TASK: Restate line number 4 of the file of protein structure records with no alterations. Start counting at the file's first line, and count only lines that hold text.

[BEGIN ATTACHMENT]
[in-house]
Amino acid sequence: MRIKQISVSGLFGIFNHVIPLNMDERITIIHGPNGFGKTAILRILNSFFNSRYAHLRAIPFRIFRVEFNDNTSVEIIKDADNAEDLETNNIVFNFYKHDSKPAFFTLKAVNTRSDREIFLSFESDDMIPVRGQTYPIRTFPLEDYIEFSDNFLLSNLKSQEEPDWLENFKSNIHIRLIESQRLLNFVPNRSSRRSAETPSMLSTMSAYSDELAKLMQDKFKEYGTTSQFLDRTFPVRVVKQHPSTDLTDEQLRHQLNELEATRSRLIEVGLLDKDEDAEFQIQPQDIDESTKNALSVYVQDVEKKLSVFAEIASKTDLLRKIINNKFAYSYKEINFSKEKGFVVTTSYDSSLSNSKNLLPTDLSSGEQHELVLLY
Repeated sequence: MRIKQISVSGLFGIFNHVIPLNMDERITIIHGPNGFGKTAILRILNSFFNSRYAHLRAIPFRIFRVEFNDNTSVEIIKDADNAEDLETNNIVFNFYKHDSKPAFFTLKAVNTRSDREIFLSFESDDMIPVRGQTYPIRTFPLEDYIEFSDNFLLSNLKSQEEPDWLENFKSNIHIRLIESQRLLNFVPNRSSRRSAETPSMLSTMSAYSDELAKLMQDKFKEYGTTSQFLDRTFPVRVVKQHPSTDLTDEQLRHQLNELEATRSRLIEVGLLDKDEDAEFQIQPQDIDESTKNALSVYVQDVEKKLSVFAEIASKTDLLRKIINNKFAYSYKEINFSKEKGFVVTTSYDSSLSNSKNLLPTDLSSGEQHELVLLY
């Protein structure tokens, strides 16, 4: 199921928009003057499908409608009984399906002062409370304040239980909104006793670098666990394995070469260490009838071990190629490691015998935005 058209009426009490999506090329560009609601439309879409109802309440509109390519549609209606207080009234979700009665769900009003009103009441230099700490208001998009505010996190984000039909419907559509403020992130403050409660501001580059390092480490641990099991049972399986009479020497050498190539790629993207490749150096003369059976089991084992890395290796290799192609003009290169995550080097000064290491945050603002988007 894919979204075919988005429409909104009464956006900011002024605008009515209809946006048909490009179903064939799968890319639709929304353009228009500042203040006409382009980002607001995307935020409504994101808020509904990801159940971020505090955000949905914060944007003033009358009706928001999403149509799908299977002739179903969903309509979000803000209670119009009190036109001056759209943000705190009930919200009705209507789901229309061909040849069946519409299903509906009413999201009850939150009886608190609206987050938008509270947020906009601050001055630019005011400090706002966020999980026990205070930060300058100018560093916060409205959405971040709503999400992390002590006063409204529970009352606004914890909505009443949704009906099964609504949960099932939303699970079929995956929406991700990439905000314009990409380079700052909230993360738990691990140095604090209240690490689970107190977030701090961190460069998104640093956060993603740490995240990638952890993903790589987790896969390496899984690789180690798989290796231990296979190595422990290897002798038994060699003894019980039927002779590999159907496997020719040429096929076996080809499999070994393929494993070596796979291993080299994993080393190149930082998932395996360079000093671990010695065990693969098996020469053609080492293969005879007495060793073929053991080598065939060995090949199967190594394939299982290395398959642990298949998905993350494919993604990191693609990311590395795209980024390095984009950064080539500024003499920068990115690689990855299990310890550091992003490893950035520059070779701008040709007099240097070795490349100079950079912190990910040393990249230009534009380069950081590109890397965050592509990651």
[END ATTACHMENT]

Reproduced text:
């Protein structure tokens, strides 16, 4: 199921928009003057499908409608009984399906002062409370304040239980909104006793670098666990394995070469260490009838071990190629490691015998935005 058209009426009490999506090329560009609601439309879409109802309440509109390519549609209606207080009234979700009665769900009003009103009441230099700490208001998009505010996190984000039909419907559509403020992130403050409660501001580059390092480490641990099991049972399986009479020497050498190539790629993207490749150096003369059976089991084992890395290796290799192609003009290169995550080097000064290491945050603002988007 894919979204075919988005429409909104009464956006900011002024605008009515209809946006048909490009179903064939799968890319639709929304353009228009500042203040006409382009980002607001995307935020409504994101808020509904990801159940971020505090955000949905914060944007003033009358009706928001999403149509799908299977002739179903969903309509979000803000209670119009009190036109001056759209943000705190009930919200009705209507789901229309061909040849069946519409299903509906009413999201009850939150009886608190609206987050938008509270947020906009601050001055630019005011400090706002966020999980026990205070930060300058100018560093916060409205959405971040709503999400992390002590006063409204529970009352606004914890909505009443949704009906099964609504949960099932939303699970079929995956929406991700990439905000314009990409380079700052909230993360738990691990140095604090209240690490689970107190977030701090961190460069998104640093956060993603740490995240990638952890993903790589987790896969390496899984690789180690798989290796231990296979190595422990290897002798038994060699003894019980039927002779590999159907496997020719040429096929076996080809499999070994393929494993070596796979291993080299994993080393190149930082998932395996360079000093671990010695065990693969098996020469053609080492293969005879007495060793073929053991080598065939060995090949199967190594394939299982290395398959642990298949998905993350494919993604990191693609990311590395795209980024390095984009950064080539500024003499920068990115690689990855299990310890550091992003490893950035520059070779701008040709007099240097070795490349100079950079912190990910040393990249230009534009380069950081590109890397965050592509990651």